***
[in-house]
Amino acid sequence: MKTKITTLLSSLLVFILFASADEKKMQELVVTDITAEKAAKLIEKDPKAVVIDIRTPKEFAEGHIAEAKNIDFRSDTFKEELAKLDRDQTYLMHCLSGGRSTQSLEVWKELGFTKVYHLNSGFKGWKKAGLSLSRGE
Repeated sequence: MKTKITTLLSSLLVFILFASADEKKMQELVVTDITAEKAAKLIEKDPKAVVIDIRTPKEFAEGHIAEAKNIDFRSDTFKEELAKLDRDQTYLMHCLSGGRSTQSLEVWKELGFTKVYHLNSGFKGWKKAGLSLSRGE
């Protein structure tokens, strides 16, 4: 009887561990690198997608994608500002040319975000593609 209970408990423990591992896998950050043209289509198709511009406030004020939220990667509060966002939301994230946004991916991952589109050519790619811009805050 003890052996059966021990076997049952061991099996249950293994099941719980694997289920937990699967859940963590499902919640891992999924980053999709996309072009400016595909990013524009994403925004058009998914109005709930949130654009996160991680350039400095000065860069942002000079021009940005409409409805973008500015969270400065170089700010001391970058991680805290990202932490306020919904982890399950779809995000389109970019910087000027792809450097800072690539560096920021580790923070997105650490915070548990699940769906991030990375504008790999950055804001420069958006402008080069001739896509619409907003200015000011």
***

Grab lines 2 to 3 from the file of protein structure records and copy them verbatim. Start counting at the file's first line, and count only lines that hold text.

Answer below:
Amino acid sequence: MKTKITTLLSSLLVFILFASADEKKMQELVVTDITAEKAAKLIEKDPKAVVIDIRTPKEFAEGHIAEAKNIDFRSDTFKEELAKLDRDQTYLMHCLSGGRSTQSLEVWKELGFTKVYHLNSGFKGWKKAGLSLSRGE
Repeated sequence: MKTKITTLLSSLLVFILFASADEKKMQELVVTDITAEKAAKLIEKDPKAVVIDIRTPKEFAEGHIAEAKNIDFRSDTFKEELAKLDRDQTYLMHCLSGGRSTQSLEVWKELGFTKVYHLNSGFKGWKKAGLSLSRGE